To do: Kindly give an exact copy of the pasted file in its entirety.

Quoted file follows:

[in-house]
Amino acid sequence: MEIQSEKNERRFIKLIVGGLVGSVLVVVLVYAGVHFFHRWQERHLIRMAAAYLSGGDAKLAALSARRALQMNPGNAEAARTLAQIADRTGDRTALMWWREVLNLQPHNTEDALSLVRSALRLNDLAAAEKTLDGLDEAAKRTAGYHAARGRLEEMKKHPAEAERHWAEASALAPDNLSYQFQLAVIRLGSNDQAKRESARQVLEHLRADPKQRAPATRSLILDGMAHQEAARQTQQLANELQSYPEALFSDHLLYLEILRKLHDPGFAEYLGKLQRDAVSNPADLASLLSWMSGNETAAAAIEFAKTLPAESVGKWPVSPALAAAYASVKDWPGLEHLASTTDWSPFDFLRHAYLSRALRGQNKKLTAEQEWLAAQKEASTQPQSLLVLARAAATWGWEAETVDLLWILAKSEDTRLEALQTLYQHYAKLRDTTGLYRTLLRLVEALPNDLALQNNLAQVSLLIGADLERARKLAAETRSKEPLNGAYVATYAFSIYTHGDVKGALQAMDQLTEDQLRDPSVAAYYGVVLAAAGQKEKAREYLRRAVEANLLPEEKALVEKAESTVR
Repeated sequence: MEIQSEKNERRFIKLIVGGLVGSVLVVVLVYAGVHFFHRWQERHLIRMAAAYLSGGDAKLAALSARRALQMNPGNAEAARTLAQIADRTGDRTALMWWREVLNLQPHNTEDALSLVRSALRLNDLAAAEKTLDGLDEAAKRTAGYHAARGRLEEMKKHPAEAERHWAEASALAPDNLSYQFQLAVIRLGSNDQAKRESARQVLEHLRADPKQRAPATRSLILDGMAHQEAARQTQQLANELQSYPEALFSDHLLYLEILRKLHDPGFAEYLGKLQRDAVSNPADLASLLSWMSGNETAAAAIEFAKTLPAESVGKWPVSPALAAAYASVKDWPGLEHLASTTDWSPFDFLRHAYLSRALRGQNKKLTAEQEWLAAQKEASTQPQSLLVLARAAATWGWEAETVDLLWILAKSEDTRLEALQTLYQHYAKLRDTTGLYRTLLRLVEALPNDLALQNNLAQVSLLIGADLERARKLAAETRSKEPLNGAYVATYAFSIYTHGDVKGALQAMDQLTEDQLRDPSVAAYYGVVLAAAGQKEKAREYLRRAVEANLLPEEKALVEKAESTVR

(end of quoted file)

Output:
[in-house]
Amino acid sequence: MEIQSEKNERRFIKLIVGGLVGSVLVVVLVYAGVHFFHRWQERHLIRMAAAYLSGGDAKLAALSARRALQMNPGNAEAARTLAQIADRTGDRTALMWWREVLNLQPHNTEDALSLVRSALRLNDLAAAEKTLDGLDEAAKRTAGYHAARGRLEEMKKHPAEAERHWAEASALAPDNLSYQFQLAVIRLGSNDQAKRESARQVLEHLRADPKQRAPATRSLILDGMAHQEAARQTQQLANELQSYPEALFSDHLLYLEILRKLHDPGFAEYLGKLQRDAVSNPADLASLLSWMSGNETAAAAIEFAKTLPAESVGKWPVSPALAAAYASVKDWPGLEHLASTTDWSPFDFLRHAYLSRALRGQNKKLTAEQEWLAAQKEASTQPQSLLVLARAAATWGWEAETVDLLWILAKSEDTRLEALQTLYQHYAKLRDTTGLYRTLLRLVEALPNDLALQNNLAQVSLLIGADLERARKLAAETRSKEPLNGAYVATYAFSIYTHGDVKGALQAMDQLTEDQLRDPSVAAYYGVVLAAAGQKEKAREYLRRAVEANLLPEEKALVEKAESTVR
Repeated sequence: MEIQSEKNERRFIKLIVGGLVGSVLVVVLVYAGVHFFHRWQERHLIRMAAAYLSGGDAKLAALSARRALQMNPGNAEAARTLAQIADRTGDRTALMWWREVLNLQPHNTEDALSLVRSALRLNDLAAAEKTLDGLDEAAKRTAGYHAARGRLEEMKKHPAEAERHWAEASALAPDNLSYQFQLAVIRLGSNDQAKRESARQVLEHLRADPKQRAPATRSLILDGMAHQEAARQTQQLANELQSYPEALFSDHLLYLEILRKLHDPGFAEYLGKLQRDAVSNPADLASLLSWMSGNETAAAAIEFAKTLPAESVGKWPVSPALAAAYASVKDWPGLEHLASTTDWSPFDFLRHAYLSRALRGQNKKLTAEQEWLAAQKEASTQPQSLLVLARAAATWGWEAETVDLLWILAKSEDTRLEALQTLYQHYAKLRDTTGLYRTLLRLVEALPNDLALQNNLAQVSLLIGADLERARKLAAETRSKEPLNGAYVATYAFSIYTHGDVKGALQAMDQLTEDQLRDPSVAAYYGVVLAAAGQKEKAREYLRRAVEANLLPEEKALVEKAESTVR